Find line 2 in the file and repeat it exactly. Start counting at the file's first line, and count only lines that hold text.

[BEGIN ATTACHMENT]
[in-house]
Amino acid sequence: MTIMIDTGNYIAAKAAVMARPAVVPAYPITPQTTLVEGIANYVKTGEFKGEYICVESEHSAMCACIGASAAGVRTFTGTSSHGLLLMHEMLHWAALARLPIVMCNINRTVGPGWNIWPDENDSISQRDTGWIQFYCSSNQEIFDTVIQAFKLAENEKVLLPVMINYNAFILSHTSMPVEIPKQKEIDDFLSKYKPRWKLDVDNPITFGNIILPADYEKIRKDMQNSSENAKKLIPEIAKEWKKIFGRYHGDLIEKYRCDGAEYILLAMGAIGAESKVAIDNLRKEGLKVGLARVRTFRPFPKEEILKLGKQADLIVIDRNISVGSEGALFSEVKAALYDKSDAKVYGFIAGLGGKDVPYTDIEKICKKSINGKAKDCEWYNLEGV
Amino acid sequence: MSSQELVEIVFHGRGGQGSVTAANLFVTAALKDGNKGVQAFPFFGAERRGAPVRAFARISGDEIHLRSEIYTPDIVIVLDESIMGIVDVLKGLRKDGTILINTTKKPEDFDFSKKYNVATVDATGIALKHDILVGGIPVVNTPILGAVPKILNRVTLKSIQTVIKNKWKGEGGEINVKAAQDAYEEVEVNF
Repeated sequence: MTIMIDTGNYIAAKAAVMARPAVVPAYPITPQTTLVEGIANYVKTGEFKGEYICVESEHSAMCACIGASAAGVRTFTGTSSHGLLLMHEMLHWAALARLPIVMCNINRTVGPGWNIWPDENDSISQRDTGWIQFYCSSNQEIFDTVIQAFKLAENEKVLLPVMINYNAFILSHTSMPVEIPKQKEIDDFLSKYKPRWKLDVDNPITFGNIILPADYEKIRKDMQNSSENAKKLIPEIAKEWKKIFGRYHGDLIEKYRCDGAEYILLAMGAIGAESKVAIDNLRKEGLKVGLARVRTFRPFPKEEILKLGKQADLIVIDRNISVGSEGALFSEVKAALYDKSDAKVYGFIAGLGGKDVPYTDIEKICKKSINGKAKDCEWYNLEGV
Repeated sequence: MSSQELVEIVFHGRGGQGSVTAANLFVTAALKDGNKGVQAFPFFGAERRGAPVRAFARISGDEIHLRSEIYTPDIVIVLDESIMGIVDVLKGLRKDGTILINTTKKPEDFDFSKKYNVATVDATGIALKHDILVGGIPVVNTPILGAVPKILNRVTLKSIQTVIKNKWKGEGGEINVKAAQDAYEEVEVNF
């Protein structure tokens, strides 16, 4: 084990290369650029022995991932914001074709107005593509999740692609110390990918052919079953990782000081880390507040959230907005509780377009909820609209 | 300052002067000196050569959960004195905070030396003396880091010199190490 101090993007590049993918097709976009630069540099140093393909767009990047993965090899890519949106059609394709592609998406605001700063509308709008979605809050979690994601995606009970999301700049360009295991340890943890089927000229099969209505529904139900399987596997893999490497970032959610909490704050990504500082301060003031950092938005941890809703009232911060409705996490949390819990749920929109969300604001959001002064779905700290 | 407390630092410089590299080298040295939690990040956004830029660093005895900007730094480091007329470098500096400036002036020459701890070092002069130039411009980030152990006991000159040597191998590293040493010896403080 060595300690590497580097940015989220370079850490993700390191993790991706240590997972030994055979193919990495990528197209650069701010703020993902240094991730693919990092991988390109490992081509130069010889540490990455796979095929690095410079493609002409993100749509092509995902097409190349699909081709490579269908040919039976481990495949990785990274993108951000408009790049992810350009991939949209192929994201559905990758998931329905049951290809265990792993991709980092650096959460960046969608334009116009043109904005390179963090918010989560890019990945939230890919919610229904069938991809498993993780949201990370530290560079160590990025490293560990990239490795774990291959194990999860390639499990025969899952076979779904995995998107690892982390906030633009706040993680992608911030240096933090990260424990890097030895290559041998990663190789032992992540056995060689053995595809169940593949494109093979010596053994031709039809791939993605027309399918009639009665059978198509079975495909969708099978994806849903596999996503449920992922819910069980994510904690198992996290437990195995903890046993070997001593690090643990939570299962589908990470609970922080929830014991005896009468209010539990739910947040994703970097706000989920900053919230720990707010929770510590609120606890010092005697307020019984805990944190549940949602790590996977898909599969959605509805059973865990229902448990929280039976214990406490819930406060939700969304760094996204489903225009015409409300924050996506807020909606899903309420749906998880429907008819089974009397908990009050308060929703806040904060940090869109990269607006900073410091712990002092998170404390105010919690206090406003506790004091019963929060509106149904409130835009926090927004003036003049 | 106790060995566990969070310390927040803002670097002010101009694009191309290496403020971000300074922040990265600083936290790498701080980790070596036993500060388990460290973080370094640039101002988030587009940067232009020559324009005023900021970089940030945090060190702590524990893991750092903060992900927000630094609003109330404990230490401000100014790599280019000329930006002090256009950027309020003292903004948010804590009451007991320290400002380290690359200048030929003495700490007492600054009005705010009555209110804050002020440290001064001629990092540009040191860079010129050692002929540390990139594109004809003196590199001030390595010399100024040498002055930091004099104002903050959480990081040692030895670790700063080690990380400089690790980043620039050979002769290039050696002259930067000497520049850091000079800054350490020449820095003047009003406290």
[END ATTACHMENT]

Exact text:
Amino acid sequence: MTIMIDTGNYIAAKAAVMARPAVVPAYPITPQTTLVEGIANYVKTGEFKGEYICVESEHSAMCACIGASAAGVRTFTGTSSHGLLLMHEMLHWAALARLPIVMCNINRTVGPGWNIWPDENDSISQRDTGWIQFYCSSNQEIFDTVIQAFKLAENEKVLLPVMINYNAFILSHTSMPVEIPKQKEIDDFLSKYKPRWKLDVDNPITFGNIILPADYEKIRKDMQNSSENAKKLIPEIAKEWKKIFGRYHGDLIEKYRCDGAEYILLAMGAIGAESKVAIDNLRKEGLKVGLARVRTFRPFPKEEILKLGKQADLIVIDRNISVGSEGALFSEVKAALYDKSDAKVYGFIAGLGGKDVPYTDIEKICKKSINGKAKDCEWYNLEGV